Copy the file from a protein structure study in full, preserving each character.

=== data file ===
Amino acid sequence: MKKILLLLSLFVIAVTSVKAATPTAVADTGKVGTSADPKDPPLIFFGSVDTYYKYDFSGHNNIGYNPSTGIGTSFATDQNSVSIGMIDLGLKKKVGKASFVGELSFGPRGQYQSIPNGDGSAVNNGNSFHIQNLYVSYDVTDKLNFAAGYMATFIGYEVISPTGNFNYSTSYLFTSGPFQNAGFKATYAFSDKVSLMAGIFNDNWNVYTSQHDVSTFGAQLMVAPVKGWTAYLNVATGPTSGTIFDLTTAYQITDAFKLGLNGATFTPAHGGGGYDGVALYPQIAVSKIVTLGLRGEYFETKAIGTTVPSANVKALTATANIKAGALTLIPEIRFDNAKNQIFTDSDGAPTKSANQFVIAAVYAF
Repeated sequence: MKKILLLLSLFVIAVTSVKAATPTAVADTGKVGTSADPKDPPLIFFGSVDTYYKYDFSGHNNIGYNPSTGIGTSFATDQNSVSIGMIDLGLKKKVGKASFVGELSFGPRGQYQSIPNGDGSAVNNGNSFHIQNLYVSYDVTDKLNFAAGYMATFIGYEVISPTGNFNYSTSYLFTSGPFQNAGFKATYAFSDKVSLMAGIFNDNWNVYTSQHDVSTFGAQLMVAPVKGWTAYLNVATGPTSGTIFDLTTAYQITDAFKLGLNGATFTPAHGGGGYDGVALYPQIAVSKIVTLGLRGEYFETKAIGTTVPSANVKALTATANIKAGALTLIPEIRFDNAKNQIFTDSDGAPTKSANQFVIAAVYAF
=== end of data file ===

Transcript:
Amino acid sequence: MKKILLLLSLFVIAVTSVKAATPTAVADTGKVGTSADPKDPPLIFFGSVDTYYKYDFSGHNNIGYNPSTGIGTSFATDQNSVSIGMIDLGLKKKVGKASFVGELSFGPRGQYQSIPNGDGSAVNNGNSFHIQNLYVSYDVTDKLNFAAGYMATFIGYEVISPTGNFNYSTSYLFTSGPFQNAGFKATYAFSDKVSLMAGIFNDNWNVYTSQHDVSTFGAQLMVAPVKGWTAYLNVATGPTSGTIFDLTTAYQITDAFKLGLNGATFTPAHGGGGYDGVALYPQIAVSKIVTLGLRGEYFETKAIGTTVPSANVKALTATANIKAGALTLIPEIRFDNAKNQIFTDSDGAPTKSANQFVIAAVYAF
Repeated sequence: MKKILLLLSLFVIAVTSVKAATPTAVADTGKVGTSADPKDPPLIFFGSVDTYYKYDFSGHNNIGYNPSTGIGTSFATDQNSVSIGMIDLGLKKKVGKASFVGELSFGPRGQYQSIPNGDGSAVNNGNSFHIQNLYVSYDVTDKLNFAAGYMATFIGYEVISPTGNFNYSTSYLFTSGPFQNAGFKATYAFSDKVSLMAGIFNDNWNVYTSQHDVSTFGAQLMVAPVKGWTAYLNVATGPTSGTIFDLTTAYQITDAFKLGLNGATFTPAHGGGGYDGVALYPQIAVSKIVTLGLRGEYFETKAIGTTVPSANVKALTATANIKAGALTLIPEIRFDNAKNQIFTDSDGAPTKSANQFVIAAVYAF